UCL News


Anxiety of headteachers across England “substantially increased” during the pandemic

13 February 2024

The anxiety of headteachers across England increased “substantially” throughout the Covid-19 pandemic, finds the largest study of its type to date, led by a UCL researcher.

Anxiety of headteachers across England “substantially increased” during the pandemic

The research shows that headteachers and senior leaders bore the burden of stress throughout the pandemic and that they were ‘generally quite good at protecting more junior colleagues from workplace stresses’.   

The study, which was published in the journal Educational Review, collected 26,394 observations from 1,530 teachers using the daily survey app ‘Teacher Tapp’ at 75 touchpoints from October 2019 to July 2022.   

Lead author Professor John Jerrim (IOE, UCL’s Faculty of Education & Society) said: “Our research demonstrates the considerable anxiety teachers experienced throughout the coronavirus pandemic, particularly that faced by senior leaders and headteachers.”  

“We also found female teachers and those with children of their own to have experienced higher levels of work-related anxiety during this period, peaking at the end of 2020 and start of 2021 when it was not clear whether schools would re-open or not.” 

During the winter of 2020/21, the average anxiety score entered by participants reached 6.7 on a scale of 0-10 when asked ‘how anxious do you feel about work today?’ on Teacher Tapp. At this point more than 67% of participants had a score of 7 or more (considered a ‘high’ level of anxiety).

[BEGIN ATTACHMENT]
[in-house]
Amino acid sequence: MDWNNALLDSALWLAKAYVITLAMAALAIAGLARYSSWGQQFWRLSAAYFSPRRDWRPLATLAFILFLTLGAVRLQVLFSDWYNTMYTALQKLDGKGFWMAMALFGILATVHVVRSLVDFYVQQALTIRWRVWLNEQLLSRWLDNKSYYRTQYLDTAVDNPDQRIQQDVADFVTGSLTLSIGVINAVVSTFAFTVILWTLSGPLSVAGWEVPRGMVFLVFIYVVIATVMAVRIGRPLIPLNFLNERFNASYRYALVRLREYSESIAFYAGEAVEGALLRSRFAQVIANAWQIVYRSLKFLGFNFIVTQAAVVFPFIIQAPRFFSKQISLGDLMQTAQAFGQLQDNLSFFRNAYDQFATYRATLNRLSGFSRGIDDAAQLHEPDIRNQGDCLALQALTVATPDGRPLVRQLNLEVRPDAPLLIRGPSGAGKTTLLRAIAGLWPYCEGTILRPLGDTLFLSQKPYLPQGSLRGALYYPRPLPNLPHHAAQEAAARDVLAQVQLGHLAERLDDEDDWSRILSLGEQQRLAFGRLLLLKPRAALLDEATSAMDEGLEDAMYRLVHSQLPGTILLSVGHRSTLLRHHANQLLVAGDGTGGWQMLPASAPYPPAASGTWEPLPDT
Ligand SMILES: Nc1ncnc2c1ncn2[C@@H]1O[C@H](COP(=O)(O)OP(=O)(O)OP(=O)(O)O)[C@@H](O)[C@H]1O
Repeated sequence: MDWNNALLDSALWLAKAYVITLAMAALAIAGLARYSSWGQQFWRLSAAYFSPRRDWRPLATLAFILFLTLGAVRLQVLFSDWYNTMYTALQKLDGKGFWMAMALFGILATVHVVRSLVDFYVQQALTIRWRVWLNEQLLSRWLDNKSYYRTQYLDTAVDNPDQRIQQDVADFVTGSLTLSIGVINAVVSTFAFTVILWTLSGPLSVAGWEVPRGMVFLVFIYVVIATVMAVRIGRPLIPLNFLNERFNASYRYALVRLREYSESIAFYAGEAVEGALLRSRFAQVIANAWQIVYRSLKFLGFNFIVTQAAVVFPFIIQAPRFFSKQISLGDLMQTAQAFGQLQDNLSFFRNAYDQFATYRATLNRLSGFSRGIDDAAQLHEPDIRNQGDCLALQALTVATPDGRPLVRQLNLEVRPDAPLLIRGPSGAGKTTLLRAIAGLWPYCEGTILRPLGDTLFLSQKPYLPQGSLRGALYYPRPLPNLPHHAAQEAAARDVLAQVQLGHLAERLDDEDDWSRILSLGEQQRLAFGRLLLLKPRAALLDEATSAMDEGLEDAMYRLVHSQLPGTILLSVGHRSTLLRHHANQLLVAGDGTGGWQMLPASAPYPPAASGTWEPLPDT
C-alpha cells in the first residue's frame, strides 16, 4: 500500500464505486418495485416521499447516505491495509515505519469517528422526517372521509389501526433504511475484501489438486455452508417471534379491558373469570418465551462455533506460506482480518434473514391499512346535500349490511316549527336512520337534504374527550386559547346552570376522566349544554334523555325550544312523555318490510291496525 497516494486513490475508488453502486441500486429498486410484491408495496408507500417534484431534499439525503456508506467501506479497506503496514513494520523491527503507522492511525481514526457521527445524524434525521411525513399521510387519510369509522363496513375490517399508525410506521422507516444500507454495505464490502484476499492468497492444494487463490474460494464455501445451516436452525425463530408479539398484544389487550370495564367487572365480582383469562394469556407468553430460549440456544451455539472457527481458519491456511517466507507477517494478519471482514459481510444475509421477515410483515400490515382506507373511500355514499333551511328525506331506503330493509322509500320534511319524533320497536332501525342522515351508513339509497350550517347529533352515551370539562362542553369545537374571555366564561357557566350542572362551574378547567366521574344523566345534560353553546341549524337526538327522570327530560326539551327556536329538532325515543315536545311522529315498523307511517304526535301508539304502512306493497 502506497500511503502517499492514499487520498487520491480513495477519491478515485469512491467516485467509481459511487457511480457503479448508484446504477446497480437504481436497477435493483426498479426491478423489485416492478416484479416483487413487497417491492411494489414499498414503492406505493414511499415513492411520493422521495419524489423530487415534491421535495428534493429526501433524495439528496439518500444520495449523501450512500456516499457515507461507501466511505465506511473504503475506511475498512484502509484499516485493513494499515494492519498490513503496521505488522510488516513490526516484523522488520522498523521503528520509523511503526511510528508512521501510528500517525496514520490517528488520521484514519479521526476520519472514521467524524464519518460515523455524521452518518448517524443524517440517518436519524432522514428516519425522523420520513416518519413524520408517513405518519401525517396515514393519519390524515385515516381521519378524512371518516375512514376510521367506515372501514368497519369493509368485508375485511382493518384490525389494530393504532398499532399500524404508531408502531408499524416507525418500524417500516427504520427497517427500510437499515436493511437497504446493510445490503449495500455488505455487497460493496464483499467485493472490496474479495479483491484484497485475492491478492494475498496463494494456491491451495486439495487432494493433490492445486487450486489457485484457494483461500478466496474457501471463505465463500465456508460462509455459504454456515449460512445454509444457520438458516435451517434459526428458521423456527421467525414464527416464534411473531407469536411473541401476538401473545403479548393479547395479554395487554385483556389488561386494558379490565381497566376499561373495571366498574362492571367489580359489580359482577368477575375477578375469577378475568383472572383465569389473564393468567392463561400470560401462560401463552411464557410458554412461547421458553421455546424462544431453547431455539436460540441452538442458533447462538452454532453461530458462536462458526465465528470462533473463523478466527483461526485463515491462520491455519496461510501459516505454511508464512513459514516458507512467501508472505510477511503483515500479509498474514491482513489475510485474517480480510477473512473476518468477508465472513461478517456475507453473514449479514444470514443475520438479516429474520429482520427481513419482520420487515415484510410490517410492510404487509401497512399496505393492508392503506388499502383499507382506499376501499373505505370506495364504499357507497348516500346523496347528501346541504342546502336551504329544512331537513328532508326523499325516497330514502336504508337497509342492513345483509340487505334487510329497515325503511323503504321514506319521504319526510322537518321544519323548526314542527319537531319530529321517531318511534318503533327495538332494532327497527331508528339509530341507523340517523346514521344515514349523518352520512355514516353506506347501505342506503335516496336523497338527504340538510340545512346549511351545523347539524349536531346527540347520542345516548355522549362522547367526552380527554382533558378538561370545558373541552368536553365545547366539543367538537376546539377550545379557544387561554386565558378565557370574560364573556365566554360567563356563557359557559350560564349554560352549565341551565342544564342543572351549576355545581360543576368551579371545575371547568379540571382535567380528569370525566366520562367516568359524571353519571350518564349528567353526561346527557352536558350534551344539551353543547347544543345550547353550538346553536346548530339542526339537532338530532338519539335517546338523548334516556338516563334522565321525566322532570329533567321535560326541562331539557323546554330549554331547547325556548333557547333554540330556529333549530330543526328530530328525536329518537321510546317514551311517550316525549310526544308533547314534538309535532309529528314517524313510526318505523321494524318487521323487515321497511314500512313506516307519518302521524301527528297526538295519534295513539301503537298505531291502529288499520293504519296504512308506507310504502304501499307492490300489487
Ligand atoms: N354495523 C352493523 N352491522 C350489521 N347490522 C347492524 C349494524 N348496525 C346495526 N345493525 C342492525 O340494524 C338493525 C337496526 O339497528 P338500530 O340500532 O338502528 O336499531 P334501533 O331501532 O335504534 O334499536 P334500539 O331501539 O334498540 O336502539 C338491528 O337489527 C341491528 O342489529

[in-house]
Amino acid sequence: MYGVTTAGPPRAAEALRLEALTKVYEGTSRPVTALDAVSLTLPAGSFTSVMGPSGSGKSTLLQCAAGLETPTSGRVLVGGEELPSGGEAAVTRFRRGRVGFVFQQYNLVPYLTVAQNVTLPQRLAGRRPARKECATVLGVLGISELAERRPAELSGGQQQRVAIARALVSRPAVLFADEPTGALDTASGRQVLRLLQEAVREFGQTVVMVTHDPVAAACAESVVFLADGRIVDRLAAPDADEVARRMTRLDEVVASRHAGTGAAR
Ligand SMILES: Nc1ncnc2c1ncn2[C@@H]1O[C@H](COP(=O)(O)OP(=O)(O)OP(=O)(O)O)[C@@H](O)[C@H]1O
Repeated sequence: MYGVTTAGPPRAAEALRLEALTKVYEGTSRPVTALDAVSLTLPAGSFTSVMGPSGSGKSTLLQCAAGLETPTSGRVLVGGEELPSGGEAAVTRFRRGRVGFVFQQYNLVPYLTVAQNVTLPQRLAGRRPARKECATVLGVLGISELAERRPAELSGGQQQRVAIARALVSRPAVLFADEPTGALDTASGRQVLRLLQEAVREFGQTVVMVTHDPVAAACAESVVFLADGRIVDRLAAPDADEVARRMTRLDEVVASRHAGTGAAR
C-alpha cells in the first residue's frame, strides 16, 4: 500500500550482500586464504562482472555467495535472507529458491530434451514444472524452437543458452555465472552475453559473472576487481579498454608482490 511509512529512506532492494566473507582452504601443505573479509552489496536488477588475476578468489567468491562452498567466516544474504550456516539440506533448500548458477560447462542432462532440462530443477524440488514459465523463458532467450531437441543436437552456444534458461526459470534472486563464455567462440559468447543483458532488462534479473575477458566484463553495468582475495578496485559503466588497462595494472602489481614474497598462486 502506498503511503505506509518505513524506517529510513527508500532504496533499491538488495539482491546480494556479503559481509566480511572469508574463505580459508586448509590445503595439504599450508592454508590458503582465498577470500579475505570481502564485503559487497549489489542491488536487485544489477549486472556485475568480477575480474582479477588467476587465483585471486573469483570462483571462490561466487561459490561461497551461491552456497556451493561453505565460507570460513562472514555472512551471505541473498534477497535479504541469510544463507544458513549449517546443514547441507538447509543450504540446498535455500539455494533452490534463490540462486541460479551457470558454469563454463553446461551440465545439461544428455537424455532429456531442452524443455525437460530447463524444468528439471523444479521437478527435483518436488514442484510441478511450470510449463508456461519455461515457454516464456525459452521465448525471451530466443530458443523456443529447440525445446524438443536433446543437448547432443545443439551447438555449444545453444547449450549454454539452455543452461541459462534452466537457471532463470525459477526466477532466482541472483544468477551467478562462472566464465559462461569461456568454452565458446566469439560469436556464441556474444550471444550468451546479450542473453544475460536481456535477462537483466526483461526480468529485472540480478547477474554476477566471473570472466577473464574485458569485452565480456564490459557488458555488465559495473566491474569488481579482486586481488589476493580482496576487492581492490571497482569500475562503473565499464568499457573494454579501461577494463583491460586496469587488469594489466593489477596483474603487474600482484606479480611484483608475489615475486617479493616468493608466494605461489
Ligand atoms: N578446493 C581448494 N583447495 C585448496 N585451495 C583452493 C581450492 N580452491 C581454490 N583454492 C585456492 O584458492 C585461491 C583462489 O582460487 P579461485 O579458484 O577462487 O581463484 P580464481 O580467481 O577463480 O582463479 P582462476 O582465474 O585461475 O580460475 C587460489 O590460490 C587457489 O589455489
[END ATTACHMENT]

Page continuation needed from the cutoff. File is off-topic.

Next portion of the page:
Professor Jerrim highlighted the impact of complex infection control policies: “The findings show the impact frequently shifting government policy, from remote teaching to teacher assessed exam grades, had on the wellbeing of educators from all types of schools in England.”  

“This study, the largest of its kind, should demonstrate the need for stronger, more decisive leadership from government, should a comparable crisis occur again.”  

Co-author of the study and co-founder of Teacher Tapp Professor Rebecca Allen concurred, stating “To retain the best school leaders, the government must ensure they are not put under such extremely difficult circumstances in future, and that they are given the opportunity to properly recharge after the upheaval of the last few years.  

Professor Allen also emphasised schools’ preparedness to utilise digital technology. She said: “Moving forward, a strong case can be made for digital technology to become a routine part of instructional practise.”  



Media contact 

Sophie Hunter

E: sophie.hunter[at]ucl.ac.uk